• Keep weeds under control during the growing season. Weeds compete with plants for water, space and nutrients, so control them by either cultivating often or use a mulch to prevent their seeds from germinating. Avoid disturbing the soil around the plants when weeding.
  • Keep plants well watered during dry periods to promote rapid, uninterrupted growth. Plants need about 1 inch of rain per week during the growing season. Use a rain gauge to check to see if you need to add water. It’s best to water with a drip or trickle system that delivers water at low pressure at the soil level. If you water with overhead sprinklers, water early in the day so the foliage has time to dry off before evening, to minimize disease problems. Keep the soil moist but not saturated.
  • Monitor for pests and diseases. Check with your local Cooperative Extension Service for pest controls recommended for your area.

Harvest and Preserving Tips

  • In areas with short growing seasons artichokes will not flower until the second year.
  • The flower buds and stalks contain the tender heartmeat that is consumed.
  • For single harvest, cut the flower buds and stem by the base of the leaves just before the bud opens, which is about 180 days from transplanting.
  • For multiple harvests, cut the flower bud one inch below the bud and allow the stem to send out additional flower buds.
  • Successive buds will be smaller than the first, but just as tasty.
  • The artichoke petals, heart, and stem all contain the tender fiber that is so delicious when steamed.
  • Store fresh artichokes in a sealed plastic bag in the refrigerator for a week.
  • Artichoke hearts may be preserved in olive oil, or pickled.
  • Artichoke hearts or the whole head may be blanched and frozen.
Days To Maturity
80-90 days
Fruit Size
3-6 inches
Sun
Full Sun
Spread
48 inches
Height
36-48 inches
Sow Method
Indoor Sow
Planting Time
Spring
Sow Time
6-8 weeks BLF
Thin
4 feet
Life Cycle
Annual
Artichoke, Imperial Star Hybrid is rated 3.0 out of 5 by 15.
Rated 5 out of 5 by from They all sprouted! I'm not the best when it comes to starting veggies from seed but I started these in March and every one of the 25 seeds sprouted. They are now outside hardening off and I hope to plant them this week. So far, they are about 10" tall.
Date published: 2015-04-18
Rated 5 out of 5 by from Sprouted first week. I read all the other reviews and have decided to try artichoke growing in MA. I planted 1 packet indoors last week and have 9 sprouts as of yesterday. I was shocked when my husband said there were sprouts in the tray. I will update as time progresses. So far very happy.
Date published: 2015-01-25
Rated 1 out of 5 by from 0/50 This was our second year trying these seeds, and even after doing research on planting instructions and mediums, we didn't get a single seedling. We appreciate Burpee's refund policy, but are very disappointed with the product.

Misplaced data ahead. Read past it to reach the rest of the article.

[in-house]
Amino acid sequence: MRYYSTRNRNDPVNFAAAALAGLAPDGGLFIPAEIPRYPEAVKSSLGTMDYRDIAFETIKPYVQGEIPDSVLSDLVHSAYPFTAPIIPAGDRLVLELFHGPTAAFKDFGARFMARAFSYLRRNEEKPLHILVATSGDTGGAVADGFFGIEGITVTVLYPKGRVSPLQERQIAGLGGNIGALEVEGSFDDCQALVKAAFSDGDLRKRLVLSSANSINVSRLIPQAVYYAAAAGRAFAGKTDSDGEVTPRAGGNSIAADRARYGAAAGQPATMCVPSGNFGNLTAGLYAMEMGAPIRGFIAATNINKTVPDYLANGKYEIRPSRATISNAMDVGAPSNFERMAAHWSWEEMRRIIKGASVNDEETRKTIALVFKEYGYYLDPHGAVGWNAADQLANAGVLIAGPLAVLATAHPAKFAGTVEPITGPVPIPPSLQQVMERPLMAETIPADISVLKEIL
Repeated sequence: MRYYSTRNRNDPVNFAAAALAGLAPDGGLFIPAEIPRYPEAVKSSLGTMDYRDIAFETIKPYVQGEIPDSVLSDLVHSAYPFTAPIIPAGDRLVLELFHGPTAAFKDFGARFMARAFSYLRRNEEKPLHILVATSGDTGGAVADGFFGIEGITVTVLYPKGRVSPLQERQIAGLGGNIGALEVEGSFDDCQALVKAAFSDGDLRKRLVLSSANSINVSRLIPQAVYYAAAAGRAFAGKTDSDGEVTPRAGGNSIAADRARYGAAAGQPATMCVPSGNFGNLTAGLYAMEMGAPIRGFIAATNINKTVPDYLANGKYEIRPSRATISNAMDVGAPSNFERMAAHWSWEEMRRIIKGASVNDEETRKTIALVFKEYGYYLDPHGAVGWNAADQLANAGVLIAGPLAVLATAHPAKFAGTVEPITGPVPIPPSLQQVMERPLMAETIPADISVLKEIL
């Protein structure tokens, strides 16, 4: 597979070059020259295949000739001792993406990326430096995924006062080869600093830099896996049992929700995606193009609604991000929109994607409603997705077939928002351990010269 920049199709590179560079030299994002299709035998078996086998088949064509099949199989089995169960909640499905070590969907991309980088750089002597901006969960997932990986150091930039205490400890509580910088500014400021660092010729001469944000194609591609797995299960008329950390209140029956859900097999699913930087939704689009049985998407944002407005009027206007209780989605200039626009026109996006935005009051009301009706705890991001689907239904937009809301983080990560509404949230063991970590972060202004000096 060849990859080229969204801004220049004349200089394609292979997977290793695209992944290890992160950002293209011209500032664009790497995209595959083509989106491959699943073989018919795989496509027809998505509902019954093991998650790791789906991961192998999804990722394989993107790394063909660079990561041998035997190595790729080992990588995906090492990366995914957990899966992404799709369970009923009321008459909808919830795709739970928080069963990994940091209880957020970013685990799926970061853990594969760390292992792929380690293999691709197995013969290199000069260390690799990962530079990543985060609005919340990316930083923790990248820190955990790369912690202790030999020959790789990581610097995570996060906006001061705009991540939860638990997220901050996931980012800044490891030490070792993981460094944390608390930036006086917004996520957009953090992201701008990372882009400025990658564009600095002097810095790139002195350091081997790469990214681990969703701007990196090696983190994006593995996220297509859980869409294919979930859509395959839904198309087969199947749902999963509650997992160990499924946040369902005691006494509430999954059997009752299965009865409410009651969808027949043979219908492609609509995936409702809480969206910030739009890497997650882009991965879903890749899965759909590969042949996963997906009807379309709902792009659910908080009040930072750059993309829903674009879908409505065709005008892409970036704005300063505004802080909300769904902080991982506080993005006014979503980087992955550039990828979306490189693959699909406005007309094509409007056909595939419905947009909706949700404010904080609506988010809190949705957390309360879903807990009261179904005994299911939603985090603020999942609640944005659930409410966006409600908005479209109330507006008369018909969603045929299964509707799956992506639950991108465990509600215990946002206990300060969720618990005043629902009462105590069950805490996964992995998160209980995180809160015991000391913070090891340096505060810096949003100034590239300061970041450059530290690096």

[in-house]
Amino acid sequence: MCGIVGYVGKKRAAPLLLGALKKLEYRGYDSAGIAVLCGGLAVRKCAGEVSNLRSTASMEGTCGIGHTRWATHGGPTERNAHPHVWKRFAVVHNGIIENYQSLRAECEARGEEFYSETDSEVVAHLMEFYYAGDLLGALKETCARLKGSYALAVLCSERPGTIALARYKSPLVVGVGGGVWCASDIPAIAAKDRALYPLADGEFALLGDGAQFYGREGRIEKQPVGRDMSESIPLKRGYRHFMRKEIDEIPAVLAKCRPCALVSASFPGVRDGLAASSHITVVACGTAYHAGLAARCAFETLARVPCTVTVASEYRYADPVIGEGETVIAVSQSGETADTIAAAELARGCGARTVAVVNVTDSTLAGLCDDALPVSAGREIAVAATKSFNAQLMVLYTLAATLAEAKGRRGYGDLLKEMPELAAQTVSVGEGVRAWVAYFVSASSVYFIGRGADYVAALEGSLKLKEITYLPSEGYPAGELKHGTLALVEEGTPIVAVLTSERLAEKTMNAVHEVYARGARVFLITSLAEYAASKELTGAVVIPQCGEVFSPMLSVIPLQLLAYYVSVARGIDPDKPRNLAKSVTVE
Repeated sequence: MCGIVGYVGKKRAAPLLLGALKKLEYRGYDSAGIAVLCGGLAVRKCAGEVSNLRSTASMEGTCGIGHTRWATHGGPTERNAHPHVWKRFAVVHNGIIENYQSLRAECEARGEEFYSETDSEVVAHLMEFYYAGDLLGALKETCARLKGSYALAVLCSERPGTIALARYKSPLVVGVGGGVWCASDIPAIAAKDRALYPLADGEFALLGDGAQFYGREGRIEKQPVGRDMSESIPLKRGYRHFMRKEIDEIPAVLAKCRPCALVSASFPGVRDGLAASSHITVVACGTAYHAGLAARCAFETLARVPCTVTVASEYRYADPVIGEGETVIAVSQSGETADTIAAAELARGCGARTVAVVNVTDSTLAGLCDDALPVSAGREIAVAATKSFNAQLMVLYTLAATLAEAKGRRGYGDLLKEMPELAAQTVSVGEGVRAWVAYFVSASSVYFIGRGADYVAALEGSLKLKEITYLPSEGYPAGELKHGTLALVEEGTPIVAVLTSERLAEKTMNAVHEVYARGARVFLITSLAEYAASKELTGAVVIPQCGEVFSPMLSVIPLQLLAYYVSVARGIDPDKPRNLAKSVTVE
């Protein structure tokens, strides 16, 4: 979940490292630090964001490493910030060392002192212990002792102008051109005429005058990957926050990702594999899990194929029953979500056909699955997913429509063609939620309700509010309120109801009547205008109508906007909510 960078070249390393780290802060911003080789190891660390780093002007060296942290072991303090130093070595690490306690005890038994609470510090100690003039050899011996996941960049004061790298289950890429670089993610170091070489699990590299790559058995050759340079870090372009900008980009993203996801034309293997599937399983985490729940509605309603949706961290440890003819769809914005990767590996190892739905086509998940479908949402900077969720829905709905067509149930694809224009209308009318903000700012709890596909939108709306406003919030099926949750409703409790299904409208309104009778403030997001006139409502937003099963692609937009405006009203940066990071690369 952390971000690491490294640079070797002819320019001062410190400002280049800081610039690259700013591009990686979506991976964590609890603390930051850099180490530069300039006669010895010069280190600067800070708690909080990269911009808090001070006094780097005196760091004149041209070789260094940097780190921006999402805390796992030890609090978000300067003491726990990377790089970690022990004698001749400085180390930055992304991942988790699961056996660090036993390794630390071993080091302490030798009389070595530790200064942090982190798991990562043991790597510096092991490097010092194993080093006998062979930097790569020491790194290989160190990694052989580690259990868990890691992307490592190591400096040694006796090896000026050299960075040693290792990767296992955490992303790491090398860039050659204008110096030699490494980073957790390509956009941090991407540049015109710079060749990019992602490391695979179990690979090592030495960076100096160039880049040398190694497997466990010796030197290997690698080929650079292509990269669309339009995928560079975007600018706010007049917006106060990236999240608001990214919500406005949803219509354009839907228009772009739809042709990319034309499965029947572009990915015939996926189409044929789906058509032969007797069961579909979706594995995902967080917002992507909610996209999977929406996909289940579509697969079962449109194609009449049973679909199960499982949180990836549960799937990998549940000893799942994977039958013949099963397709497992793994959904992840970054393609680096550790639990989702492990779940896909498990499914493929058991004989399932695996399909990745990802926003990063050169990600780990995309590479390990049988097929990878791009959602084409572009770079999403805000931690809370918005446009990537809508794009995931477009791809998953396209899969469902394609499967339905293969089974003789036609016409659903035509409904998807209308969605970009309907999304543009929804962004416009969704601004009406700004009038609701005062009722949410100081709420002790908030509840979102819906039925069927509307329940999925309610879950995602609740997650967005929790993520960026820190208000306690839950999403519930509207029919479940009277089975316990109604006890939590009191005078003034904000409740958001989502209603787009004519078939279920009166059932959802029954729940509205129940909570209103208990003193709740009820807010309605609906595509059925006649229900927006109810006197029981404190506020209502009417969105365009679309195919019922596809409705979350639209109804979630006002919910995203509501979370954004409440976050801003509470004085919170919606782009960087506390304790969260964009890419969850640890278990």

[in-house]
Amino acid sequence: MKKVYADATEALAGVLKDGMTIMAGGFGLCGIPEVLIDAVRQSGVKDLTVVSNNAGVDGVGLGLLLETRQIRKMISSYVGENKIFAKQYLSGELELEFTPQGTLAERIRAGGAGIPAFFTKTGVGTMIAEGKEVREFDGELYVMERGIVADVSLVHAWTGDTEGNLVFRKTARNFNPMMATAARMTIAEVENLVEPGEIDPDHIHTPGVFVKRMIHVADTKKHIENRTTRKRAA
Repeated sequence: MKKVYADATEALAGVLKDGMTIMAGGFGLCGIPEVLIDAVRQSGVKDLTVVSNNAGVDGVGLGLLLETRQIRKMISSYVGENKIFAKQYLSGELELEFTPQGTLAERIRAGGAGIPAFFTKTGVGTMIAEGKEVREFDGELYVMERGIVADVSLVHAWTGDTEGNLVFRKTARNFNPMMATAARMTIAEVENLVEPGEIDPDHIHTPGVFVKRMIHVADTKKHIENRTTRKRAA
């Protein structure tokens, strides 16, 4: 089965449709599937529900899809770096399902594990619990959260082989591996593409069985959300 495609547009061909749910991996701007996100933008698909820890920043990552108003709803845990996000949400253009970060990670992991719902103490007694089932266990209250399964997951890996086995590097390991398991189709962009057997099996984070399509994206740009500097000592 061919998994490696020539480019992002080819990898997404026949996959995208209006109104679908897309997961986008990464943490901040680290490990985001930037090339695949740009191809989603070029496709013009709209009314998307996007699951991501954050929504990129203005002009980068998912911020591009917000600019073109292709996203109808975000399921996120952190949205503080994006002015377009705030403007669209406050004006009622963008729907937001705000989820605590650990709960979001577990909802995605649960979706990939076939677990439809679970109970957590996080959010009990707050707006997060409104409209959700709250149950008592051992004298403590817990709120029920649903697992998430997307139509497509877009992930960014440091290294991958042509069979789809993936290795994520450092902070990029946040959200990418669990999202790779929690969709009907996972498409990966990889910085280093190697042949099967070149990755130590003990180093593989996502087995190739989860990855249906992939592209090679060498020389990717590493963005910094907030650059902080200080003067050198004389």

Date published: 2014-04-21
Rated 2 out of 5 by from Artichoke Seeds I ordered one packet and only got one seed to grow was a little disappointed. Tryed looking in different stores that carried Burpee Seeds but nobody had them. So today I ordered two more packs of seeds and hopefully I will get more than one plant out of them. Also hoping it won't be to late to start them and get them in the ground on time.
Date published: 2013-03-18
Rated 5 out of 5 by from Great Germ Rate I ordered two packets of the imperial star artichoke and from those fifty seeds, i got twenty nine plants. I soaked the seeds over night in water than planted them into a mixture of half peat moss half perlite. my seeds sprouted within three days. I recomend this product to everyone.
Date published: 2013-01-29
Rated 5 out of 5 by from Produced first year I read these reviews, but I actually thought these were great. I started them indoors in Feb 2010, and transplanted 6 plants outside in April. Had artichokes by July and had so many I had to give some away! The guy at our local nursery wouldn't even believe me that I had artichokes the first year, but I had plenty. This year had a couple of plants killed by gophers, but still had more artichokes then we could eat!
Date published: 2011-07-29
Rated 1 out of 5 by from Poor Germination Rate Only (3) plants germinated out of the entire packet. Very disappointing for the money.
Date published: 2011-06-03
Rated 1 out of 5 by from None of the seeds germinated! I have always wanted to grow artichokes, but sadly, i have never had any luck with them at all! i put every one of these seeds in seed starting formula and none of them came up! i even tryed sowing them directly in the garden! That didnt even work :(
Date published: 2010-05-23